Disney in Denial; Part 9; Et tu Marvel?
In the prior post of this series, I demonstrated how Disney/Lucasfilm had ironically dissatisfied women (and men) by skewing Star Wars films toward what they thought women wanted to see. They misread their market, creating a paradoxical result--the more favorably women rated a Star Wars film relative to men, the less women liked the movie.
It's a remarkably weird relationship, but I think there's a simple explanation for it. Both sexes generally didn't like the direction Disney went with The Last Jedi, the second film of its trilogy, but men were much more alienated by it than were women. And it didn't get better from there.
When you get an odd result like this, it's best to test the result with related data to see if the relationship. . . A) holds in cases where one thinks it should and
B) does not hold in cases where one thinks it shouldn't.
My theory is that the relationship should be similar with franchises that 1) historically appealed more to men than they did to women and 2) where Disney has tried to alter the balance of who the franchise should appeal to. This naturally brings Marvel (superhero movies) to mind. Disney purchased Marvel in 2009, in part, because the franchise was strong with boys and men. But, as they did with Star Wars, Disney later attempted to broaden Marvel's appeal.
And the same thing happened, as the above chart shows. The data are for Marvel and Star Wars live action shows on Disney+. I've also added in Willow, a Lucafilm production, which demonstrates the same pattern. That pattern is that the more favorably women rate a Marvel or Star Wars show as compared to men (X axis), the less women like the show overall (Y axis). Audiences responded to the Marvel shows in the same way they responded to Star Wars.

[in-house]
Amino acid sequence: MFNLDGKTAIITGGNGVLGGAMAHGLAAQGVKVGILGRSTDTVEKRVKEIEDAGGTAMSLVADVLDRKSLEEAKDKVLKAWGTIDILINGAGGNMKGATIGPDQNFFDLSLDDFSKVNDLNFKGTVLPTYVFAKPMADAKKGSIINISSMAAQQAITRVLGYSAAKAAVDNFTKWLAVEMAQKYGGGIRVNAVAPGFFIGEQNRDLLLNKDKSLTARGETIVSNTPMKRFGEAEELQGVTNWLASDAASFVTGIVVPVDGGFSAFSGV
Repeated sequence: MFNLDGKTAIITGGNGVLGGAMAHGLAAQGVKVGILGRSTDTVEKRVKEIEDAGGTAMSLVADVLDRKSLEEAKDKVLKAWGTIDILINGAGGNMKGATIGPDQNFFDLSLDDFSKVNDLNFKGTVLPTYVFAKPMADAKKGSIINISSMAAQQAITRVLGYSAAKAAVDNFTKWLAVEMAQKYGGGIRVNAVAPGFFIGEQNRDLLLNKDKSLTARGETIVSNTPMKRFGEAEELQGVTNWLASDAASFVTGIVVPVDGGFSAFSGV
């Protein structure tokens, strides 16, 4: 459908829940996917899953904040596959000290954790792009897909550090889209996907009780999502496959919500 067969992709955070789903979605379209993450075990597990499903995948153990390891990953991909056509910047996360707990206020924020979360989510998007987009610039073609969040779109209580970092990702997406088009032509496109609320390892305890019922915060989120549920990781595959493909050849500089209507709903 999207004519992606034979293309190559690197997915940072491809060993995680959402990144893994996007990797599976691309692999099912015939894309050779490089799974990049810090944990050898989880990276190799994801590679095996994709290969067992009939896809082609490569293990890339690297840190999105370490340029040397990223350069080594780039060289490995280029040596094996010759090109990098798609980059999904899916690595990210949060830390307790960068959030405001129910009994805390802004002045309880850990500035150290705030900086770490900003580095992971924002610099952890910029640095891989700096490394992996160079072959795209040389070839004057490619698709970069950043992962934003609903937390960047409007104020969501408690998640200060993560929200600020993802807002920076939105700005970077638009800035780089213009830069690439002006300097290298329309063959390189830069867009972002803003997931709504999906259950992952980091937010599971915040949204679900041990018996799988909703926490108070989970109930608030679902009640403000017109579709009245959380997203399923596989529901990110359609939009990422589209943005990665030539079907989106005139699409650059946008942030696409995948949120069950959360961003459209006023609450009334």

It's weird, but I think the same simple explanation holds. Women haven't responded well to what Disney is selling, but men responded worse. This isn't Disney's only problem, but its problems are being compounded by the Company's management not listening to what its customers are plainly telling it.
None of this is to say, Disney shouldn't continue to create films that appeal primarily to women. That would be silly. After all, Barbie (not a Disney film) just had the best opening weekend of the year on an opening night audience that was 65% female. Oppenheimer's audience was 62% male. There's nothing askew here. Nothing needs to be "fixed." It's just a demonstration of how the market for films is segmented. The audience for every film doesn't need to be a 50/50 split, but a studio would do well to appeal to both sexes equally across its entire portfolio of offerings.
To round this post out, the chart below plots the same data for all Disney, PIXAR, and Jim Henson films since 2010. There's no hint of the Star Wars/Marvel relationship. And there shouldn't be. "Princess films" don't appeal to boys to the same degree they appeal to girls. That's fine, boys are the secondary market for these films.
In the next post I'll demonstrate how the Star Wars/Marvel dynamic played out over the three seasons of the Mandalorian, Disney's most popular streaming show.